School begins on Tuesday.  Thisbe will show up to the bus stop sometime before 8:01am with her owl backpack (featuring wings that flap if you squeeze a tiny pump on the strap) and dressed in an outfit that has yet to be determined.  We'll (likely) bike furiously behind the bus in an attempt to see her climb down those extra large steps and orient herself on the playground.  Then Miss Malecha, part kindergarten teacher, part Disney princess, will call the class toward her (I am imagining mother hen and flailing chicks) and Thisbe will enter a building and begin a new part of her life.  I've seen her name on masking tape below a cubby, seen her name stenciled in purple on the top of a "desk" (one third of a hexagonal table), I've seen the wide open space of the library, and the nondescript cafeteria but it feels like a space that will be hers, that I will never quite reside in or know the way I knew Northfield Daycare.  Though perhaps that will change.

We've tried to stock the rest of the weekend with as many activities as we can--playdates and pickling parties, church and BBQs and visits from Gak--but the time between now and Tuesday still feels immense.  I am rabid for a routine, rabid for your sister to be challenged, for something to finally exhaust her. 

On Sunday evening the weather is supposed to break.  Next week the temperatures look cooler, less humid, more livable. 

Today is that moment in a pregnancy when you are ready to meet the baby but someone says to you, a little knowingly and a little condescendingly, enjoy these last few moments of being pregnant.  Trust me, enjoy them.  And you want to punch that person in the face because that person does not currently feel like she has a wet bag of sand hanging between her legs, waiting to fall out.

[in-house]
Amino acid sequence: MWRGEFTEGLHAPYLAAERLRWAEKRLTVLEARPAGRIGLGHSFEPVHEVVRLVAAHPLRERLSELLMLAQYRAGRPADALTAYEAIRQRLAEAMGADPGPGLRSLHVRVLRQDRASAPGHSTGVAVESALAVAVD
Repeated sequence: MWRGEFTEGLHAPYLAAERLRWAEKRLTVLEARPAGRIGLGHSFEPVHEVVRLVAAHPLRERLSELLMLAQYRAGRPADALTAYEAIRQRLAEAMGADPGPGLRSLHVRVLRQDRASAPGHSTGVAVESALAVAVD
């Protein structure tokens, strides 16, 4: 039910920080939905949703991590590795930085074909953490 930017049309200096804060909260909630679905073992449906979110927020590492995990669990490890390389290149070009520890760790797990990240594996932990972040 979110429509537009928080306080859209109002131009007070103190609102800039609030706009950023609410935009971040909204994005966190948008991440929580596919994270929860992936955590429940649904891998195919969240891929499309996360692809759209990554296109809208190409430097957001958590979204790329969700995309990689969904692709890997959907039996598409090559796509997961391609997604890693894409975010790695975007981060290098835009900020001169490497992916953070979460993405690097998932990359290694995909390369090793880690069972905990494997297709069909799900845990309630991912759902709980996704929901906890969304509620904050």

But then the baby comes and you wish you had been able to find a way to do that better.  To be present fully in your world right before it shifts. 

 So for the next 48 hours I'll aim for presence--but I'm awarding myself an extra glass of wine if I make it through bedtime without cursing, crying, or committing myself.

Wednesday, August 12, 2015

Fire into Wine

Another beautiful day in Northfield.  Yesterday we watched giant excavators pull up bits of Second street.  Their noises were so loud and their immensity so overpowering that you, sweet boy, did not feel comfortable standing alone to watch.  You settled into my lap, beside your friend Aubin, and stroked your stuffed kitty and stared with wonder and terror.

Today, fire surrounds Holden.  We are watching with wonder and terror the pictures of a smoke filled valley, of firefighters lined up at the silver counter, of a red-flame horizon along the Tailings pile.  We are refreshing our browsers, we are living inside other people's dreams, we are zooming and re-zooming on maps that depict the fire as a red mouth slashed with lines to indicate strength of heat.  We are singing and praying and tagging each other in pictures from long ago.  We are remembering ponderosa pines and fiddlehead ferns and cottonwood leaves shimmering in late afternoon light.  We are wading though our memories, touching with our minds the blond beams in the fireside room, ice cream containers housing yarn, scalding knives fresh from the Hobart.  These memories and prayers are the warm lap we sit in while we watch the fire unfold.